Biron. Why, all delights are vain; but that most vain, Which, with pain purchas'd, doth inherit pain: As, painfully to pore upon a book,
To seek the light of truth; while truth the while Doth falsely blind' the eyesight of his look:
Light seeking light, doth light of light beguile:
5 When I to feast expressly am forbid;] The copies all have: "When I to fast expressly am forbid ;”
But if Biron studied where to get a good dinner, at a time when he was forbid to fast, how was this studying to know what he was forbid to know? Common sense, and the whole tenour of the context, require us to read-feast, or to make a change in the last word of the verse:-"When I to fast expressly am fore-bid;" i. e. when I am enjoined before-hand to fast. Theobald.
6 If study's gain be thus, and this be so,] Read: -. Ritson.
If study's gain be this
while truth the while
Doth falsely blind—] Falsely is here, and in many other places, the same as dishonestly or treacherously. The whole sense of this gingling declamation is only this, that a man by too close study may real himself blind; which might have been told with less obscurity in fewer words. Johnson.
Study me how to please the eye indeed,
Who dazzling so, that eye shall be his heed,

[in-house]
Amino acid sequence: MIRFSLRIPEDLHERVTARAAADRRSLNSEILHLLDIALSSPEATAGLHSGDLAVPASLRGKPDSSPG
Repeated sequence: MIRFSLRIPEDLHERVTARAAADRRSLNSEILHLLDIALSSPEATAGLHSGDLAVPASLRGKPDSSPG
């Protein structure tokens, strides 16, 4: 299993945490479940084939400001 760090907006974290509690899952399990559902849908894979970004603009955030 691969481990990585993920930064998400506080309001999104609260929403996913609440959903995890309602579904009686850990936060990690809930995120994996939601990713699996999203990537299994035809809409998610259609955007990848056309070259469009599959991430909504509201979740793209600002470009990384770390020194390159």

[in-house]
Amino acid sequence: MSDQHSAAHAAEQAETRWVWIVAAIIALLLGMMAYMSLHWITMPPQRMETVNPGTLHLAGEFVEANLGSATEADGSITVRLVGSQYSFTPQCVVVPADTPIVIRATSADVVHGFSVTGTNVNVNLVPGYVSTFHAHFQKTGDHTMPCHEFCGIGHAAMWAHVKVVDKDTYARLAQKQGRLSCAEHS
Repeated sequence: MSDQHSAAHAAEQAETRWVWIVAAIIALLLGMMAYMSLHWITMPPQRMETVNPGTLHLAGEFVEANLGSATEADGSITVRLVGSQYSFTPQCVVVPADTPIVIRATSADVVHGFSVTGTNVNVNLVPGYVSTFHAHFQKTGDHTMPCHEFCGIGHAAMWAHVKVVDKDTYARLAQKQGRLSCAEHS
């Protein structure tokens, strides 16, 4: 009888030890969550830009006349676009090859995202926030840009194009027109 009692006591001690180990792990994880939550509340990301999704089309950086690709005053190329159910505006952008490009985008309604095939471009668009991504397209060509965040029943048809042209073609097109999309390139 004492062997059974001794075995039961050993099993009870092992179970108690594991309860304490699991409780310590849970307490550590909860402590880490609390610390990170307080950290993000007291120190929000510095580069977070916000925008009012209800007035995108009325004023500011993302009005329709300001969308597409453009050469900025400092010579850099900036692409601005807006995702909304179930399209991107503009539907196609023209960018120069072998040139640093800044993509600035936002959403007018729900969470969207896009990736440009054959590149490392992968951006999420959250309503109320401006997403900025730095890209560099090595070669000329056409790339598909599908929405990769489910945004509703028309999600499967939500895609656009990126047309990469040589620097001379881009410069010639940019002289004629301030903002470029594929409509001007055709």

That will not be deep-search'd with saucy looks; Small have continual plodders ever won,
Save base authority from others' books. These earthly godfathers of heaven's lights, That give a name to every fixed star, Have no more profit of their shining nights,
Than those that walk, and wot not what they are. Too much to know, is, to know nought but fame; And every godfather can give a name.
King. How well he's read, to reason against reading!
Biron. The spring is near, when green geese are a
Who dazzling so, that eye shall be his heed,
And give him light that was it blinded by.] This is another passage unnecessarily obscure; the meaning is: that when he dazzles, that is, has his eye made weak, by fixing his eye upon a fairer eye, that fairer eye shall be his heed, his direction or lode-star, (See Midsummer Night's Dream,) and give him light that was blinded by it. Johnson.
The old copies read-it was.
Corrected by Mr. Steevens.
• Too much to know, is, to know nought but fame;
And every godfather can give a name.] The consequence, says Biron, of too much knowledge, is not any real solution of doubts, but mere empty reputation. That is, too much knowledge gives only fame, a name which every godfather can give likewise. Johnson.
1 Proceeded well, to stop all good proceeding!] To proceed is an academical term, meaning, to take a degree, as he proceeded bachelor in physick. The sense is, he has taken his degrees in the art of hindering the degrees of others. Johnson.
So, in a quotation by Dr. Farmer: "such as practise to proceed in all evil wise, till from Batchelors in Newgate, by degrees they proceed to be Maisters, and by desert be preferred at Tyborne." I cannot ascertain the book from which this passage was transcribed. Steevens.
I don't suspect that Shakspeare had any academical term in contemplation, when he wrote this line. He has proceeded well, means only, he has gone on well. M. Mason.